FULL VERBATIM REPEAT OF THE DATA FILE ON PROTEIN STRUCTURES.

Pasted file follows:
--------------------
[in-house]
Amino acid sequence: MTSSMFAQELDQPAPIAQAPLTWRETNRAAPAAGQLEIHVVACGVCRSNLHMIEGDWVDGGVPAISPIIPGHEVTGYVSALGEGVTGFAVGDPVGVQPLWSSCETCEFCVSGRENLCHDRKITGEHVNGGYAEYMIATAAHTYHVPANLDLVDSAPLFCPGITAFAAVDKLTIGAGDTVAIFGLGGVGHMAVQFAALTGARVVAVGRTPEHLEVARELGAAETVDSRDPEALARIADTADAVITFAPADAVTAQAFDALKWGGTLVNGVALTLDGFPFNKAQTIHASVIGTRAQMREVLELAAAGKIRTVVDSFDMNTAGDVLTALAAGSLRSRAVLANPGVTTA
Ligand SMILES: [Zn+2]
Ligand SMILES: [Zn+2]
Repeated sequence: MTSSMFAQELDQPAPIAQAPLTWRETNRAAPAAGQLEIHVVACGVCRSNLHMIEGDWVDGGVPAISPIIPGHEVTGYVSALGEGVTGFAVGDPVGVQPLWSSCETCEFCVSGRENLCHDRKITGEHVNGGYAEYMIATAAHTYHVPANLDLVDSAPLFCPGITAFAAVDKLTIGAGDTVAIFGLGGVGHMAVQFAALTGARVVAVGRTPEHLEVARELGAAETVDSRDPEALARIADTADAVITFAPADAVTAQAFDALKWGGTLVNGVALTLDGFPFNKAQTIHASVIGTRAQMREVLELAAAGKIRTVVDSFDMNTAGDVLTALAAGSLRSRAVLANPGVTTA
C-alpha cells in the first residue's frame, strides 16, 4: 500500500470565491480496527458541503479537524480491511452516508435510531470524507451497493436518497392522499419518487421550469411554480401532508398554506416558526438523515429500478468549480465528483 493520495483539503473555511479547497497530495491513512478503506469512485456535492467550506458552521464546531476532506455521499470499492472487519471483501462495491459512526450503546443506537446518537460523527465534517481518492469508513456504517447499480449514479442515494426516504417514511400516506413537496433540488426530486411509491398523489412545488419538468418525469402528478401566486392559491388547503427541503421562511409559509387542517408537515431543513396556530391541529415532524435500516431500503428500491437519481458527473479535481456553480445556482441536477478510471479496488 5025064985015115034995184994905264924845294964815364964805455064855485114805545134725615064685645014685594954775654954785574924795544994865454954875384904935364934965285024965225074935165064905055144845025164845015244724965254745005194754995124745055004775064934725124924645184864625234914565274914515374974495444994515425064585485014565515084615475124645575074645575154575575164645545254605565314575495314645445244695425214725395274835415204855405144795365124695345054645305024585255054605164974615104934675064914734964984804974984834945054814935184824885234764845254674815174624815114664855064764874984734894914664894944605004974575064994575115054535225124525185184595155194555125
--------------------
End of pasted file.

[in-house]
Amino acid sequence: MTSSMFAQELDQPAPIAQAPLTWRETNRAAPAAGQLEIHVVACGVCRSNLHMIEGDWVDGGVPAISPIIPGHEVTGYVSALGEGVTGFAVGDPVGVQPLWSSCETCEFCVSGRENLCHDRKITGEHVNGGYAEYMIATAAHTYHVPANLDLVDSAPLFCPGITAFAAVDKLTIGAGDTVAIFGLGGVGHMAVQFAALTGARVVAVGRTPEHLEVARELGAAETVDSRDPEALARIADTADAVITFAPADAVTAQAFDALKWGGTLVNGVALTLDGFPFNKAQTIHASVIGTRAQMREVLELAAAGKIRTVVDSFDMNTAGDVLTALAAGSLRSRAVLANPGVTTA
Ligand SMILES: [Zn+2]
Ligand SMILES: [Zn+2]
Repeated sequence: MTSSMFAQELDQPAPIAQAPLTWRETNRAAPAAGQLEIHVVACGVCRSNLHMIEGDWVDGGVPAISPIIPGHEVTGYVSALGEGVTGFAVGDPVGVQPLWSSCETCEFCVSGRENLCHDRKITGEHVNGGYAEYMIATAAHTYHVPANLDLVDSAPLFCPGITAFAAVDKLTIGAGDTVAIFGLGGVGHMAVQFAALTGARVVAVGRTPEHLEVARELGAAETVDSRDPEALARIADTADAVITFAPADAVTAQAFDALKWGGTLVNGVALTLDGFPFNKAQTIHASVIGTRAQMREVLELAAAGKIRTVVDSFDMNTAGDVLTALAAGSLRSRAVLANPGVTTA
C-alpha cells in the first residue's frame, strides 16, 4: 500500500470565491480496527458541503479537524480491511452516508435510531470524507451497493436518497392522499419518487421550469411554480401532508398554506416558526438523515429500478468549480465528483 493520495483539503473555511479547497497530495491513512478503506469512485456535492467550506458552521464546531476532506455521499470499492472487519471483501462495491459512526450503546443506537446518537460523527465534517481518492469508513456504517447499480449514479442515494426516504417514511400516506413537496433540488426530486411509491398523489412545488419538468418525469402528478401566486392559491388547503427541503421562511409559509387542517408537515431543513396556530391541529415532524435500516431500503428500491437519481458527473479535481456553480445556482441536477478510471479496488 5025064985015115034995184994905264924845294964815364964805455064855485114805545134725615064685645014685594954775654954785574924795544994865454954875384904935364934965285024965225074935165064905055144845025164845015244724965254745005194754995124745055004775064934725124924645184864625234914565274914515374974495444994515425064585485014565515084615475124645575074645575154575575164645545254605565314575495314645445244695425214725395274835415204855405144795365124695345054645305024585255054605164974615104934675064914734964984804974984834945054814935184824885234764845254674815174624815114664855064764874984734894914664894944605004974575064994575115054535225124525185184595155194555125